The distillery responsible for 50 percent of the bourbon produced in Kentucky is Jim Beam, a seventh-generation-run company. It uses 200 acres of corn a day and bottled 7 million cases last year. This tour takes in many labels and buildings. At the tasting center, visitors receive a card with two programmed shots. Choose from 14 Jim Beam brands by pressing a dispenser.
Kentucky Bourbon Trail Towns
Starting the Bourbon Trail in Lexington is a favorite choice. Discover historic downtown buildings using a free Lexington Walk brochure and LexWalk Audio Tour smart phone app. Both are available at the city’s Victorian Square tourist center. Keeneland Race Track is here and is where thoroughbreds race April and October. Self-guided tours are year-round. The horses are worked out from 6 a.m. to 10 a.m. each morning.
For a good night’s sleep on a Tempur-Pedic mattress, stay at the downtown Gratz Park Inn that also offers complimentary parking. Jonathan’s onsite restaurant is a winner. Expect the menu to have bourbon in some selections. Supposedly, the best Old Fashioned drink in town is served at Jonathan’s bar.
Next morning, head south to Berea where the State of Kentucky created an artisans’ center right off highway 75. All items are in the folk arts and crafts categories with pricing up to the thousands. They represent 170 counties and 650 vendors. Venturing into the town of Berea and its downtown is an overflowing treasure of shops manned by working artists. They sell hand-made furniture, quilts, instruments and much more. Be sure to eat and overnight at the Historic Boone Tavern and Restaurant that also offers complimentary bicycles.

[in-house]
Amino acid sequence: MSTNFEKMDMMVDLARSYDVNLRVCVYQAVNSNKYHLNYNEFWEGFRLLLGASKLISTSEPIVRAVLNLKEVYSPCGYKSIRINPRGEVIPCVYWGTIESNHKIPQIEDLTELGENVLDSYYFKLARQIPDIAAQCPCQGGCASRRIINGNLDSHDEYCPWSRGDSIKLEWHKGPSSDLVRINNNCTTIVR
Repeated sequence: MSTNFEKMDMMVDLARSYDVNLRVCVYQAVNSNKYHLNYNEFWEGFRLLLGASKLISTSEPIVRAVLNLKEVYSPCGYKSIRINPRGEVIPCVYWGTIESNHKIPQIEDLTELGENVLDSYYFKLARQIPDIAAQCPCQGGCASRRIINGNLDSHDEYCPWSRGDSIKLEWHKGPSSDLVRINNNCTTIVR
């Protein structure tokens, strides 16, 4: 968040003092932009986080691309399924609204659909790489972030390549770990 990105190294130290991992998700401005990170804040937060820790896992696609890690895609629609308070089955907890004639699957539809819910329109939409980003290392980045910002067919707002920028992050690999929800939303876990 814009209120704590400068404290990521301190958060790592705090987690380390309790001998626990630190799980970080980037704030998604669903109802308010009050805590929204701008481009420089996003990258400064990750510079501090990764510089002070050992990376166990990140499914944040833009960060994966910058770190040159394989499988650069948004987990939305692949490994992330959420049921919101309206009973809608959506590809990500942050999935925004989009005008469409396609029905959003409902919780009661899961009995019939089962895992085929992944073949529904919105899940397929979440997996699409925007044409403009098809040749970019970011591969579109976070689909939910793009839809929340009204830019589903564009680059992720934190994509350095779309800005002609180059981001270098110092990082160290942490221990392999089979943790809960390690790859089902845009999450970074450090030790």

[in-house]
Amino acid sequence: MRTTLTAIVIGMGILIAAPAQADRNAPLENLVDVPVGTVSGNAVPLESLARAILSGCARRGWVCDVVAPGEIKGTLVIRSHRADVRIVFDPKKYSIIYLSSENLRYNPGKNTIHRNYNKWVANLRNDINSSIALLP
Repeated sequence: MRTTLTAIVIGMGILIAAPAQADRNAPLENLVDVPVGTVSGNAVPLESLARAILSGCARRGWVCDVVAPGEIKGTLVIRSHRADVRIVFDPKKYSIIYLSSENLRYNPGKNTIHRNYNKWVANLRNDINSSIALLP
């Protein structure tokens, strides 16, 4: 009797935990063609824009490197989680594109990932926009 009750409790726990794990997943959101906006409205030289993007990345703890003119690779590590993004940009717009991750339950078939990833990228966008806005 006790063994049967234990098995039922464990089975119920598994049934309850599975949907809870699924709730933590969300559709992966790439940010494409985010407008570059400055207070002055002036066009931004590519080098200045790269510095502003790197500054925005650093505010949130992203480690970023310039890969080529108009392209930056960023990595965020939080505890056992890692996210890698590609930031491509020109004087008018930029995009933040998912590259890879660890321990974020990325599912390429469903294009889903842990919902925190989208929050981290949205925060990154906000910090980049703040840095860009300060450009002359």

Small-town devotees or those wanting to overnight will find great eats, unusual lodging, boutique shopping and varied tourist attractions in Bardstown. Recently, USAToday and Rand McNally named it the “Most Beautiful Small Town in America.” Even the local tourist office was surprised but knew the town’s 12,000 inhabitants had plenty to offer. About 200 buildings are on the National Register of Historic Places, two Civil War museums are renowned and a former jailhouse became a hotel.
“My Old Kentucky Dinner Train” in Bardstown is three fully restored 1940s cars. Diners enjoy a gourmet lunch or dinner on white tablecloths with red napkins served by waiters in tuxedos during its 17-mile, 2.5 hour excursion. Of the town’s three ghost tours, the family-friendly “Visit with the Spirits of Wickland” tour is conducted by two women who claim to be mediums. Pick up homemade cheese, fruitcake and delicious bourbon fudge made on site by Trappist Monks at The Abbey of Gethsemani.
Before leaving this area, visit the Bernheim Forest in Clermont for a peaceful farewell. The weeping Japanese Pagoda tree, begun as a seedling in 1954, greets visitors at the front gate. Inside, there are 32 miles of hiking trails, lakes and an informative Visitor’s Center. Lunch features healthy foods from local farmers.
There is little to dislike on the Kentucky Bourbon Trail. Sipping bourbon at 9:30 a.m. has the Twitter world stunned at that part. But the compliment heard most often is the beautiful scenery experienced along the route. A Bourbon Trail Passport is available at the distilleries and on the Web. Have it stamped at all seven to receive a free T-shirt.
For information about the Bourbon Trail:
Lexington Visitors Bureau: 800-845-3959; www.visitlex.com
Kentucky Bourbon Distillers: www.kybourbontrail.com
Blue Grass Tours: www.bluegrasstours.com/
Shepherdsville Tourism (Jim Beam and Bernheim): www.travelbullitt.org